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Poison Pills: A Common Component In Lawmaking, M&A And Now Cannabis

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Poison Pills: A Common Component In Lawmaking, M&A And Now Cannabis

Legislative poison pills, or wrecking amendments, are a common component in American lawmaking, and they're beginning to appear in cannabis legislation more frequently.

A Common Political Practice

These amendments are a standard fixture in politics. In most cases, opposing lawmakers take an otherwise popular piece of legislation and upend it by introducing an amendment that alters the perception of the bill, otherwise known as agenda manipulation.

Some definitions of poison pill legislation require the opposing lawmaker to believe the amended bill will lose against the status quo. However, in many cases, the term refers to adding legislation meant to scale back a bill that would otherwise pass.

Poison pills are typically present in business deals whenever a company opposes a takeover.

Wrecking amendments are often used in American politics, but aren't the most successful tactic. As Jeffery Jenkins and Michael Munger noted in 2003: "while killer amendments might be introduced, the theoretical literature predicts that they should fail."

The duo highlighted rare exceptions in American history, including the 1846 Wilmot Proviso and the 1956 Powell Amendment.

Attorney Ryan Reiffert said the most notable example of a poison pill is one that backfired, creating one of the nation's most substantial pieces of legislation. 

"The Civil Rights Act of 1964 was amended at the last minute to broaden the definition of a protected class, on the theory that it would torpedo the bill's support," Reiffert said. "And the act nonetheless ended up passing."

Poison Pill Legislation Reaches Cannabis Reform
Two forms of poison pills exist in lawmaking, Karen O'Keefe, director of state policies at the Marijuana Policy Project, told Benzinga.

The most common is the restrictions put in place by the federal status of cannabis. In these instances, state lawmakers are thwarted from making desired changes due to federal prohibition.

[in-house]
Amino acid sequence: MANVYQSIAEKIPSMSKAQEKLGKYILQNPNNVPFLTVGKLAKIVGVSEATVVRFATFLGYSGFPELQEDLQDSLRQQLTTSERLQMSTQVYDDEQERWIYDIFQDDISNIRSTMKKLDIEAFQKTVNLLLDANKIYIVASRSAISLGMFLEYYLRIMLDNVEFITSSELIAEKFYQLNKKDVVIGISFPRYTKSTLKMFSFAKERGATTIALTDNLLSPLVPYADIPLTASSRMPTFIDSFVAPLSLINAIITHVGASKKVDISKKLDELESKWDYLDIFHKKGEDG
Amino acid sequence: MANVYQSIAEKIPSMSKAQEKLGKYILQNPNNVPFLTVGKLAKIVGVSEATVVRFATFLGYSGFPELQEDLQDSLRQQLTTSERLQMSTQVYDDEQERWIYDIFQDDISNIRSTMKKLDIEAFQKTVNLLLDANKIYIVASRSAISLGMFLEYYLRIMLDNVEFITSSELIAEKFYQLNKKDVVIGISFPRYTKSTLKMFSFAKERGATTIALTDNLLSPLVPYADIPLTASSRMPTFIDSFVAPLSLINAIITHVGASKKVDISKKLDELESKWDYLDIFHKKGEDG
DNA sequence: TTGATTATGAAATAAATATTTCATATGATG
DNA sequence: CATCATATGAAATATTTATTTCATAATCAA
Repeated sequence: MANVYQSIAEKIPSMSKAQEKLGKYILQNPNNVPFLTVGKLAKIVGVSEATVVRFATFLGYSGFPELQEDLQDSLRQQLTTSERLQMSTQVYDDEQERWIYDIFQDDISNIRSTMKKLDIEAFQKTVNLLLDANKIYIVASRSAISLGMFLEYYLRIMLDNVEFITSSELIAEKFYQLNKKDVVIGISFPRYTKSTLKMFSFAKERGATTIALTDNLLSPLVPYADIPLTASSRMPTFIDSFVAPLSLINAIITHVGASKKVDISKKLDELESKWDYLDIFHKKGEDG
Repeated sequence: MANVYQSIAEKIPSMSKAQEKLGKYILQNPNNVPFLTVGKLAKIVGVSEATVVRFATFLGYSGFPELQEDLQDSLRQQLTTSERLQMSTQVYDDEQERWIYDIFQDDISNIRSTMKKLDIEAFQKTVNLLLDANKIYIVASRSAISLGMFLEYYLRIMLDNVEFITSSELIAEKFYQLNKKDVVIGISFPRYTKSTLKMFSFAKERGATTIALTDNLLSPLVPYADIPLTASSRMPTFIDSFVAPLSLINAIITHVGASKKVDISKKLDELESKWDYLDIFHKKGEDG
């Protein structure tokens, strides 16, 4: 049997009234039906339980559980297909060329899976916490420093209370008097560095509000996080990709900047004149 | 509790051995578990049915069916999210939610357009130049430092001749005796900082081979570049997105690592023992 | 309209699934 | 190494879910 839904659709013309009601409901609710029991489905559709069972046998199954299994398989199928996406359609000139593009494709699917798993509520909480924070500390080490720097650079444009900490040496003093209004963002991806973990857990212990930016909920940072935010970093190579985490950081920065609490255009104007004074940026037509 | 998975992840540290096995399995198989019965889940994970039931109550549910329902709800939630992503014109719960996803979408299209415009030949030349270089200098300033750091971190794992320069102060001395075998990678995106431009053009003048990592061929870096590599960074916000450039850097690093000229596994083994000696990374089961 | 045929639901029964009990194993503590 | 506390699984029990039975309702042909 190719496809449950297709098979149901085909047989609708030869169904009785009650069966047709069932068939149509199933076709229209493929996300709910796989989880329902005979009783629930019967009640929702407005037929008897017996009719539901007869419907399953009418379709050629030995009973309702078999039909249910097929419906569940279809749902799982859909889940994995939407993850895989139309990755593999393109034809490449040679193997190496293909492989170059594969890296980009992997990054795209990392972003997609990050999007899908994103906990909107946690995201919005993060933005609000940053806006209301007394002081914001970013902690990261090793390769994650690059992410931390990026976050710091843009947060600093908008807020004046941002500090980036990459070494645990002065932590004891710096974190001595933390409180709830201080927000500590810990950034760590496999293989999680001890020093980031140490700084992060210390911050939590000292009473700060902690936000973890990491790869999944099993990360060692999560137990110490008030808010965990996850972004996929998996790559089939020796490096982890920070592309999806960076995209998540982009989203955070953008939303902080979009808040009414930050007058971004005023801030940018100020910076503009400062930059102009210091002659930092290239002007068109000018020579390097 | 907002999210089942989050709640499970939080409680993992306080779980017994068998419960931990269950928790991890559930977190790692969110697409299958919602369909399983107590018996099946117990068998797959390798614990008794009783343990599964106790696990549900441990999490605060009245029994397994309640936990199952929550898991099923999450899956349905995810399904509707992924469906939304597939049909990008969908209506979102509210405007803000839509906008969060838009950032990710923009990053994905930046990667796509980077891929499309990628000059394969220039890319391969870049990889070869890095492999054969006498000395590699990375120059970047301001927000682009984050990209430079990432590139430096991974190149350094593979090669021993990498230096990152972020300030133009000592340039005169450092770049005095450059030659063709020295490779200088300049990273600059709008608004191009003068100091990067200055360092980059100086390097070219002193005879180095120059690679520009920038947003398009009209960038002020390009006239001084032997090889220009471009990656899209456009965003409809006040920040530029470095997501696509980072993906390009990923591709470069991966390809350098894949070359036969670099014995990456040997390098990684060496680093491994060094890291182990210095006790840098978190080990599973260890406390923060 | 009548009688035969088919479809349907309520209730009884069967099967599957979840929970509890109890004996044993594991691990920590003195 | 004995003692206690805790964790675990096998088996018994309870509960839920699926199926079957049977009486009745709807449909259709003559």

"A lot of legislators would like to have marijuana be prescribed instead of recommended. That's not something you can do because the doctors would be running afoul of federal law, and most doctors wouldn't participate," O'Keefe said.

She also mentioned several states wanting to be in charge of cultivation and sales, but such efforts would run against federal laws concerning growing and selling.

The other example might not be a full-fledged wrecking amendment, but it can limit market potential. In these instances, provisions are added to make a state's market less competitive, O'Keefe said. 

The MPP director cited Iowa as one of several states to institute low-THC caps, limiting what businesses can sell.

"They have not been competitive, and they just had two of the five dispensaries in Iowa shut down because they weren't viable economically." 

Prohibition on whole plant sales is another point of concern occurring in several states, according to the MPP director.

The impact of such legislation can be immense, said Stuart Titus, CEO of Medical Marijuana Inc (OTC: MJNA). 

"We have such delays on positive and meaningful change in this country which can paralyze economic growth and the emergence of new industries," Titus said.

The MPP's O'Keefe said such efforts could be a result of opposing lawmakers wanting to limit the market — or satisfying law enforcement lobbying, said the MPP's O'Keefe. 

Combating Poison Pills In Cannabis Reform

Wrecking amendments are here to stay in the American system, according to most sources.

"We live in a messy democracy where, by constitutional design, changes are meant to be more difficult than stopping changes," Reiffert said. "Every time I hear someone complaining about how Congress does nothing, or the government does nothing, I always remind them that 'gridlock is a feature, not a bug,' and is a central part of our system of government."

While acknowledging the approach is common in lawmaking, some suggested opposing what can be considered a "dirty" tactic in many cases.

MPP's O'Keefe urged opposition to harmful rules in the nascent cannabis market.

"We need to advocate to make sure they're not included in [bills]," she said, "What we do is make sure all lawmakers are aware of the context of federal law and the need to tread carefully."

Related Links:

House Rules Committee To Consider Amendment To Keep Feds Out Of State Cannabis Policy

Ohio AG Calls Marijuana Amendment Incomplete, Asks Backers To Resubmit

 

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